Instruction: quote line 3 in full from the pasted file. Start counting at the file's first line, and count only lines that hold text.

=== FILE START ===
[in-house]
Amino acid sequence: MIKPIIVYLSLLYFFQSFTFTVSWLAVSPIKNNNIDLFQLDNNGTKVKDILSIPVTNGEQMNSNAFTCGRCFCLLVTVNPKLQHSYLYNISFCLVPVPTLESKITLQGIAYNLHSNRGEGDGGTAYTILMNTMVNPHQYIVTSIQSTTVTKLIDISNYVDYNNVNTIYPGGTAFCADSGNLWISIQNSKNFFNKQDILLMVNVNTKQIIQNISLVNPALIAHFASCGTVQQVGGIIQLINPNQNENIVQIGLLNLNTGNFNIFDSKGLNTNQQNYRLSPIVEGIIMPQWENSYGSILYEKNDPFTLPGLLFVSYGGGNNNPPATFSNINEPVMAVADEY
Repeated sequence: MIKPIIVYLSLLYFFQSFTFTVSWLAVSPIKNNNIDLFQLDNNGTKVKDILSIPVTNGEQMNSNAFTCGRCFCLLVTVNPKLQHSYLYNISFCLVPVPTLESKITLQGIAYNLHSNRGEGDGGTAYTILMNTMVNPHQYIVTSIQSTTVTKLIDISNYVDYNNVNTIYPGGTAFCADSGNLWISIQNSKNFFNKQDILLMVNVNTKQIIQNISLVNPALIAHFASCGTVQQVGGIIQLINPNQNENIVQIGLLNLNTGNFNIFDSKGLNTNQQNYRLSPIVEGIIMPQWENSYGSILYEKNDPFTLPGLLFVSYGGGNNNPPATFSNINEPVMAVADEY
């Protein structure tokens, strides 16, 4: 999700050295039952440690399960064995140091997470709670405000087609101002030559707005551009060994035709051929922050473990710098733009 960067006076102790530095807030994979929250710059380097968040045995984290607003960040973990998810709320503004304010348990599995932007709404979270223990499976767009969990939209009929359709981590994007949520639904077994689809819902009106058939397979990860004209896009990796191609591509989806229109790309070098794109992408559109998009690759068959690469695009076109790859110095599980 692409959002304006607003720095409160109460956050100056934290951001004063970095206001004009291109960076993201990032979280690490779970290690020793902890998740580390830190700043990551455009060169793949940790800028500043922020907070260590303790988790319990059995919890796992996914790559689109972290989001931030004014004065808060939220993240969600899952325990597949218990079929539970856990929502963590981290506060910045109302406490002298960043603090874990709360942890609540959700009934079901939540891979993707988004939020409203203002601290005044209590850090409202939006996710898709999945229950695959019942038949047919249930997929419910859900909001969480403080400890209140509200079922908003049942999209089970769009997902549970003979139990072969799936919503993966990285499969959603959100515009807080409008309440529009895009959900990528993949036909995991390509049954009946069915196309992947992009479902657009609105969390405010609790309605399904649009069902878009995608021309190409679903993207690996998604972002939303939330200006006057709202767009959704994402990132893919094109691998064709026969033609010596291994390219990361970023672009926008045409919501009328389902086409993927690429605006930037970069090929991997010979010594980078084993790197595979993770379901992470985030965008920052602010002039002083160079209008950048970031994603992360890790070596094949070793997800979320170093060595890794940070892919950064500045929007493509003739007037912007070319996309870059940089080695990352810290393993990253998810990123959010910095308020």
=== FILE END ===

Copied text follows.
Repeated sequence: MIKPIIVYLSLLYFFQSFTFTVSWLAVSPIKNNNIDLFQLDNNGTKVKDILSIPVTNGEQMNSNAFTCGRCFCLLVTVNPKLQHSYLYNISFCLVPVPTLESKITLQGIAYNLHSNRGEGDGGTAYTILMNTMVNPHQYIVTSIQSTTVTKLIDISNYVDYNNVNTIYPGGTAFCADSGNLWISIQNSKNFFNKQDILLMVNVNTKQIIQNISLVNPALIAHFASCGTVQQVGGIIQLINPNQNENIVQIGLLNLNTGNFNIFDSKGLNTNQQNYRLSPIVEGIIMPQWENSYGSILYEKNDPFTLPGLLFVSYGGGNNNPPATFSNINEPVMAVADEY